A look at the massive security set up in sochi, russia, as thousands prepare to travel to the olympics and now a new state department warning has american athletes taking extraordinary precautions. Abc is in moscow with the breaking details. Reporter: Good morning, martha. The new warning from the state department urges americans at the olympics to be on the lookout for a terror attack. The travel warning says there's no specific threat to americans, but it wants to be particularly vigilant on public transportation. It comes after deadly terror attacks rocked the region. And after russia's most-vaunted terrorist urged followers to target the games. President putin has deployed tens of thousands of and troops and a massive surveillance program. All of which means these olympics will take place on lockdown. The fbi is sending agents to sochi in case they can be of help. But the u.S. Ski team is not taking chances. They have hired a private firm to evacuate them in case of emergency. The state department also warning americans about russia's anti-gay law, saying that anyone thought to be promoting ho homosexalty could face jail time. We are back in the roundtable. And turn to the war in afghanistan. We talked about the wars in iraq and afghanistan. One thing points to president obama. He said as I sat there, i thought that the president doesn't trust his commander, can't stand karzai, doesn't believe in the strategy and doesn't consider the war to be his. For him, it's all about getting out. He also said that he thought the president supported the troops, but not the mission. One of the things secretary gates did here is not only talk about a sitting president, but a sitting commander in chief. You are still in the military as a reservist. Did two tours in iraq. Does this undermine president obama as commander in chief? You know, it may chip away at that a little bit, but -- i might have to take a different view than the panel. It's important for it to come out. Nobody's been critical of this administration's foreign policy, both in iraq and afghanistan by and large. We haven't heard a lot of it. For gates to say behind the scenes, this is the truth, they opposed the surge for political reasons. By the way, using politics on foreign policy is terrible. A leader should never do that. And in afghanistan -- I'm a believer in the war in afghanistan that we can and should win. When was the last time you heard the president of the united states tell the american people why we're there and the interests is? He hasn't talked about it, he's avoided it. And the security agreement, they're floating nine or 10,000 american troops when general allen and generals on the ground recommended at least 15,000 to accomplish the mission. This is important because america is paying for this, and it's our men and women over there. Could it have waited a few years? The book? A book. Yeah. After the president is out of office. And I want to go back to that point too. As, you know, I have been around a lot of our service members. They love bob gates. Do they hear him saying the president didn't care about the mission, he wasn't invested in that and saying obama's not a great guy. Go back to whether the book should go out, free press rights. He can do that and all that. From a standpoint of governing and all that, books that are tell-all books. This wasn't a book that added a lot of value that sort of said we didn't know that. Everybody basically knew the president was against the war wanted to be out of. And asked serious questions of the generals and commanders. And there -- one thing about the book, with his criticism was of obama was he supported the troops more than the mission. There's a quote in the book that says this, this is from bob gates, even thinking about the troops, I would lose my composure. With increasing frequency. I realized I was beginning to regard protecting them as my highest priority. And I knew this loss of objectivity was the time to leave. That's disturbing. You basically have a secretary of defense who basically says you should support the mission more than the troops. When you start supporting the troops -- as a military guy, I take a quick issue with that. As a commander, if I worry only about the safety of the people, I'll never accomplish the mission. The reality is you have to take that into account. But your highest calling is to achieve that the commander in chief and country calls on you. Get in there on that. Yeah, get in there on that. In terms of that excerpt, president obama campaigned in '08 on adding troops to afghanistan. He believed in what he did. He didn't have trust in his commander, david petraeus, he named him cia director. But he talks about him not having trust in the military. He has deep trust. The president's job is to ask tough questions and make decisions based on the overall interests of the country. Not everybody in the military agreed with the decision to end the iraq war and pull the troops out. Not everyone agreed with the time linn in afghanistan. But they are tough decisions and the same as when what he committed to the american people. But secretary gates were involved in confidential meetings in the situation and other places. So president obama's crime, i guess, and you, congress, and thank you your service, was that he questioned the generals? Thank god somebody questioned the general. We have been there for a long time. And the country had become weary of the war, weary of our mission. Not understanding why we were there. They didn't see the afghanistan take responsibility, step up, mr. Karzai. Is he with us? Not with us? The president had every right to question what was the strategy at the time. It wasn't about the troops, it was about the mission going forward. That's what the president was elected to do. He had other military advisers in the room. He has the right to question. He should. If bob gates said he never questioned the military generals, I would be critical of that. He absolutely should. The problem is when they say when he's engaging american troops in a mission he doesn't believe in, or a strategy he didn't believe would be successful. As I said, I'm for winning the war in afghanistan, but if i thought the president thought we never could, I would be critical that he sent 20,000 troops to do what we couldn't do. We see what's happening in iraq today. I think first up, as you know, I had a son who served in iraq, and as a parent, I want the leaders -- the first priority, when they send our men and women over there, it's keeping them healthy and their well-being. But there's a bigger, broader thing, two major wars in the last 50 years. The vietnam war and the iraq war. 2-$3 trillion spent with no gain. No gain. Thousands and thousands of lost men and women, and I think that we should -- we swung way too much over to the idea that we can fight these wars, limited things, and major accomplishments. And more to do we want to do this? I want to turn on this to domestic politics in just a moment. But I cannot pass up what you believe should happen in iraq. We have al-qaeda flying flags in fallujah. I was in fallujah the day before u.S. Troops pulled out. That was the flash point. We lost almost a hundred marines there fighting. You think we should employ air strikes? Yeah. This is al qaeda, not an internal sunni/shia thing. They shouldn't feel safe. If they exist, they should not feel safe. If they are in fallujah, they should not feel safe. What end? To help the iraqi government to push them out. We should side with them who have been siding with iran and russia -- absolutely. And you think that'll solve the problem. I don't know if it'll solve the problem, but it'll help push al-qaeda out of fallujah. The problem exists because there's no policy in syria. That has expanded it everywhere. Al-qaeda in fallujah -- my goodness -- I don't think he's going to get resources to do that. No troops on the ground. I agree. No troops on the ground. And I don't think you're going to see air strikes with this president. No. The problem is when democracy is imposed from the outside from the top down it never works. And iraq is a perfect explanation of why it doesn't work. We have to move to domestic policy. We won't have any time. Very quickly. This week, of course, you had the unemployment report which was not very good. The jobs report gaining 74,000 jobs. And the war on poverty, donna. First of all, the war on poverty. Lyndon johnson said we're going to wage an unconditional war on poverty. More than just domestic programs. It was basically sending a message to the country, the richest country on the planet that we can do better. We can lift people out of poverty. It was an education program. I'm glad we're celebrating that milestone. Unemployment insurance, it's up to senator reid getting the six or seven republicans back on the same page. Figuring out a way to help 1.3 million americans. If we don't help them, this is going to hurt the economy, create more unemployment. Employment insurance is something we should guarantee to people still out there looking for work. Do you support this? Yeah, I mean, look, if we can pay for it and he can provide something. I'll take a look at what it is. The reality is, we live in a terrible economy. The best unemployment insurance we can get people is a job. Get them an opportunity to come back. Look, a little self-medicine for our party, we have to do a much better job of showing our compassion for the poor. We have it, don't articulate it. My father ran a homeless shelter for 25 years. I was raised in this environment. We need to talk as republicans about how conservative policies aren't based on balancing a checkbook. We want a kid born in inner city chicago to have the same opportunity as a kid born in massachusetts or denver. Thank you all. And up next, prominent women on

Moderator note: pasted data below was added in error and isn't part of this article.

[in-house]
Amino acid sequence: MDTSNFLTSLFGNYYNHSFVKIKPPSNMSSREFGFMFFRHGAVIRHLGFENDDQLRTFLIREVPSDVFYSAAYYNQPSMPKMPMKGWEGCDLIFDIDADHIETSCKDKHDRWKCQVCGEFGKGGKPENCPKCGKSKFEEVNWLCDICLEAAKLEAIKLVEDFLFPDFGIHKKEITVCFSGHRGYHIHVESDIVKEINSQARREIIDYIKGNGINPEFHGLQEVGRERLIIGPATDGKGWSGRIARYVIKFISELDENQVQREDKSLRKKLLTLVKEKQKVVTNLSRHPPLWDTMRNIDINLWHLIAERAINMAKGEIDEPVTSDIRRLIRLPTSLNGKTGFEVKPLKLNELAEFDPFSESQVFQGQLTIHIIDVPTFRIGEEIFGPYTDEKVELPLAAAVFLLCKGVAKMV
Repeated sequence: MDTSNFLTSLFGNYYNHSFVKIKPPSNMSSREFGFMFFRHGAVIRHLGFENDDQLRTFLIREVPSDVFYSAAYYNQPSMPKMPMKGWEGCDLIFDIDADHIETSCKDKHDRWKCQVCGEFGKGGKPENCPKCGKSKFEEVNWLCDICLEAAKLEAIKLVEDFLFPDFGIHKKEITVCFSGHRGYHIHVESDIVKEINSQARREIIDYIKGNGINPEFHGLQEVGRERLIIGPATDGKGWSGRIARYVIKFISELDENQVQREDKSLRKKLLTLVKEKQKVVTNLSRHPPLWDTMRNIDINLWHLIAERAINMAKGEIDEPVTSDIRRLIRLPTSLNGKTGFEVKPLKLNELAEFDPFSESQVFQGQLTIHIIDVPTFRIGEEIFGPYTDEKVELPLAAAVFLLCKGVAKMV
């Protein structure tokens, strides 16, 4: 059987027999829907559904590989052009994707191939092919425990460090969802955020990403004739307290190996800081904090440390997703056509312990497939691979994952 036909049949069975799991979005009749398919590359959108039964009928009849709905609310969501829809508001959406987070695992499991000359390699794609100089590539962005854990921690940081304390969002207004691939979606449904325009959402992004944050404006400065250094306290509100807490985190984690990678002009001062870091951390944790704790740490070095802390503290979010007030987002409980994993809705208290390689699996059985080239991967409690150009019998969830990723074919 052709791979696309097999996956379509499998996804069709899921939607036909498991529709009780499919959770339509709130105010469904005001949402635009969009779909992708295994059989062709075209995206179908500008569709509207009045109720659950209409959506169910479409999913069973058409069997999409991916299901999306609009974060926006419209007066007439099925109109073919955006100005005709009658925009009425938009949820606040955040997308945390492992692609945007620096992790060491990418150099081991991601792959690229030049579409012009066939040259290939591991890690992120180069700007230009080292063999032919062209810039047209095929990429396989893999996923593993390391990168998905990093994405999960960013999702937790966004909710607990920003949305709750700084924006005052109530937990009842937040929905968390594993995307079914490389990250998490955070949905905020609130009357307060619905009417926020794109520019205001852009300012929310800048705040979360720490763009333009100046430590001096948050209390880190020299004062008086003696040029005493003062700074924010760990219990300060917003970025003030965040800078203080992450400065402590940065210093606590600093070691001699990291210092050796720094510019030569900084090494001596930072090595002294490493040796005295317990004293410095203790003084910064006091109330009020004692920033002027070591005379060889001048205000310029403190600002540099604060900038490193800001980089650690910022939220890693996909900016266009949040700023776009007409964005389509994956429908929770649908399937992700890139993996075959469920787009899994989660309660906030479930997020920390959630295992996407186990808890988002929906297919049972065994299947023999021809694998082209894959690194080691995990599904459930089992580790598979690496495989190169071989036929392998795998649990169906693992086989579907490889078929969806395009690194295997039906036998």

This transcript has been automatically generated and may not be 100% accurate.